Raising the trees also involves pest control, primarily for flat-headed apple borers and ambrosia beetles. “We use scouts for diseases and insects, so we don’t waste chemicals,” adds Phillip. Tree shipments also comply with quarantine regulations for pests such as fire ants and Japanese beetles. “We have to treat the roots of these trees before shipping out of here,” he explains.
The trees are planted in rows, with grass strips planted between the rows to help control soil erosion. Herbicides are used in the tree rows to keep weeds and competing vegetation under control. “We mow the grass strips and maintain the rows with herbicides,” adds Phillip.
“Once we began operating the farm full time, our sales grew rapidly,” recalls Phillip. Their production and sales peaked during 2007. Drought hit in 2008, followed by a collapse of the overall economy. “Our business is largely dependent on the pace of housing, office and retail construction,” says Phillip. “We bottomed out in 2009, and our business has been on the increase during the past four years.”
He believes his industry is now entering a time when tree supplies are going down while demand for the trees is going up.
The farm has overcome other challenges. These include developing a suitable source of water for irrigation, obtaining financing and establishing a banking relationship, identifying and helping to develop suppliers of the young trees planted on the farm and developing a network of freight specialists for transporting trees to their customers.
At any one time, there will be 125 varieties and some 65,000 landscape trees growing on the farm. Nuttall oak is the farm’s best selling tree. “Our business is based on delivering a high quality product,” says Phillip. “We have a reputation for providing vigorous, viable trees.”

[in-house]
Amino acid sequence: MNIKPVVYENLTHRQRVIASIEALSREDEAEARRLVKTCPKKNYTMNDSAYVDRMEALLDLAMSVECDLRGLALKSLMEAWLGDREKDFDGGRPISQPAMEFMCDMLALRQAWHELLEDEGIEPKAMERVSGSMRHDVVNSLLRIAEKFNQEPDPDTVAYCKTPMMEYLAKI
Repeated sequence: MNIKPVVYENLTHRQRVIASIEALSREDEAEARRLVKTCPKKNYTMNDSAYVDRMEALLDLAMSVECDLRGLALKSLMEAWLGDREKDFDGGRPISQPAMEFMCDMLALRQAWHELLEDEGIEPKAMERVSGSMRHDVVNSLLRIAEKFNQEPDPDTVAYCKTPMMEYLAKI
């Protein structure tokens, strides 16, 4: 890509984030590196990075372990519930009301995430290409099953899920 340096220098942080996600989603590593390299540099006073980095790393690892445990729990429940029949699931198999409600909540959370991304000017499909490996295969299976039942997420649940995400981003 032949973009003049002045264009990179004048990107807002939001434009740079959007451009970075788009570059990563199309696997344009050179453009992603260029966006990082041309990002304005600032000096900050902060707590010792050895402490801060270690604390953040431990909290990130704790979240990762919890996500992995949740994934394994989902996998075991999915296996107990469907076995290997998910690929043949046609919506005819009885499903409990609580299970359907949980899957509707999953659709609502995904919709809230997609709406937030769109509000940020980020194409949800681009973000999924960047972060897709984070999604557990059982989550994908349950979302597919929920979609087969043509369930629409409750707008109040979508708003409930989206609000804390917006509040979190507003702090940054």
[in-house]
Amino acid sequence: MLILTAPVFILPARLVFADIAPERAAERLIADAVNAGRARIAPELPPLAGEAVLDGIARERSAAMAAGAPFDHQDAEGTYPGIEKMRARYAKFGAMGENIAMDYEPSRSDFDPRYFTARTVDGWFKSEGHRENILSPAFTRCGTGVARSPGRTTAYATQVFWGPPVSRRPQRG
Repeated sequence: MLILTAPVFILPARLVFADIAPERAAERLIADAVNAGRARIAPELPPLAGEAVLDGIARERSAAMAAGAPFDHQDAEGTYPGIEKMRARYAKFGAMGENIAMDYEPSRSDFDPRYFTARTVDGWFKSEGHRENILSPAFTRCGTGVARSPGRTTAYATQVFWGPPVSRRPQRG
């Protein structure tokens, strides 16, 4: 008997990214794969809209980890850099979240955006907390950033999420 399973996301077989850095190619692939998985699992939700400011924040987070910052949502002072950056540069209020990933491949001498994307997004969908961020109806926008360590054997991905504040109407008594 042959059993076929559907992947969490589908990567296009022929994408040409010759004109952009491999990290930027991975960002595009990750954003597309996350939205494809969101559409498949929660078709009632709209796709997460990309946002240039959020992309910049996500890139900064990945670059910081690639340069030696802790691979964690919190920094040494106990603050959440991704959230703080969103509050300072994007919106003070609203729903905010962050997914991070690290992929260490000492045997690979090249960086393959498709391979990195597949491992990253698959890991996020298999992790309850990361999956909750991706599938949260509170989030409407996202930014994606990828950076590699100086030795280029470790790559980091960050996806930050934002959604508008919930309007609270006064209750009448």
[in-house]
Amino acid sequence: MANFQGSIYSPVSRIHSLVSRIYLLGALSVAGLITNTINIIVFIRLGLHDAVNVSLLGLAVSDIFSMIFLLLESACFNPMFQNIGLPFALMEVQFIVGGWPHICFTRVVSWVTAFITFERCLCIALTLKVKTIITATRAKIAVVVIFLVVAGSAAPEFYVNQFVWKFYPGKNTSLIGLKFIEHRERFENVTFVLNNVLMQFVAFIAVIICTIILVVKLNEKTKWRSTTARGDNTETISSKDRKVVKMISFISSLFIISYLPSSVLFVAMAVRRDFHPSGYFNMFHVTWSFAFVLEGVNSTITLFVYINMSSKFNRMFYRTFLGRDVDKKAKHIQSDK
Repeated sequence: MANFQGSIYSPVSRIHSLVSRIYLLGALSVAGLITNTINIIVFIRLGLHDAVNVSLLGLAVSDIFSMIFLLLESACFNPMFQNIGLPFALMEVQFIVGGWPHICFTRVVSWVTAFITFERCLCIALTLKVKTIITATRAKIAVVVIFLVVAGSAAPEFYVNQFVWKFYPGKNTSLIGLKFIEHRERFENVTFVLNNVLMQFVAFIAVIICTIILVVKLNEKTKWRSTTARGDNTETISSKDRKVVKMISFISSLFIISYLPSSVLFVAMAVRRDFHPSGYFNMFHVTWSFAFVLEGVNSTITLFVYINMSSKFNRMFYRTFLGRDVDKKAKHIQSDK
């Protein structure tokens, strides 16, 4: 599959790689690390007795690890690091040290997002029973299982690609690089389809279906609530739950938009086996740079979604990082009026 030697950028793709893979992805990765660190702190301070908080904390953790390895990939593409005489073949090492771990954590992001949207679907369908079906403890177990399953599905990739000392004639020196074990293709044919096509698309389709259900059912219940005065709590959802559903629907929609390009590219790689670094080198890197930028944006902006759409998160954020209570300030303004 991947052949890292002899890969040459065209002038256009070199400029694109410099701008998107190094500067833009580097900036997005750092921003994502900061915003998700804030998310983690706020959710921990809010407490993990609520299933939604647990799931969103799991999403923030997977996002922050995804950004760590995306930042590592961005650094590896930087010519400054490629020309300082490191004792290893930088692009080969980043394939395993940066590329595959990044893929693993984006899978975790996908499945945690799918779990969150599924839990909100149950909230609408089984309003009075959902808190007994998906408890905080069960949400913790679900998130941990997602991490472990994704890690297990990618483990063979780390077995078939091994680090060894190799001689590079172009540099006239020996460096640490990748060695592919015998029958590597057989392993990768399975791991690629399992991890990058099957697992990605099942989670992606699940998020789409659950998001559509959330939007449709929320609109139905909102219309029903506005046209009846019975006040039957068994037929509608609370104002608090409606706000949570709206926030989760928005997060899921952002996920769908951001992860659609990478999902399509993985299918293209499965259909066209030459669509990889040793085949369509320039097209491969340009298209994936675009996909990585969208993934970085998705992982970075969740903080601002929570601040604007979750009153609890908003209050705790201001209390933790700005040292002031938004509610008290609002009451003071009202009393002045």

Phillip says, “We do not offer retail sales. We primarily sell to landscape contractors who do high-end work. Typically, a landscape architect is involved in these projects.”
His plans call for refining the mix of tree varieties and sizes on the farm. He wants to build a new office, maintenance facility, a lunchroom and restrooms. He also wants to build a pond to provide an alternate source of irrigation water.
Phillip and Robin are active in Asbury United Methodist Church. He also chairs the Greenhouse, Nursery and Sod Committee for the Alabama Farmers Federation. Phillip is also secretary-treasurer of the Shelby County Farmers Federation. Phillip also serves on the state board of the Dept. of Agriculture and Industries. He has served as a director and president of the Alabama Nursery and Landscape Association. He was president of the Gulf States Horticulture Expo, held annually in Mobile. He has also received awards from the Alabama Nursery and Landscape Association and the Southern Nursery Association.
Robin is a school volunteer and Phillip has coached youth flag football.
Their children include a daughter Carolyn and a son Patton. Carolyn is a horseback riding enthusiast. Patton enjoys team sports, flag football and lacrosse.
“It is easy to grow a tree,” says Phillip. “It takes a lot of effort to grow a good quality tree.”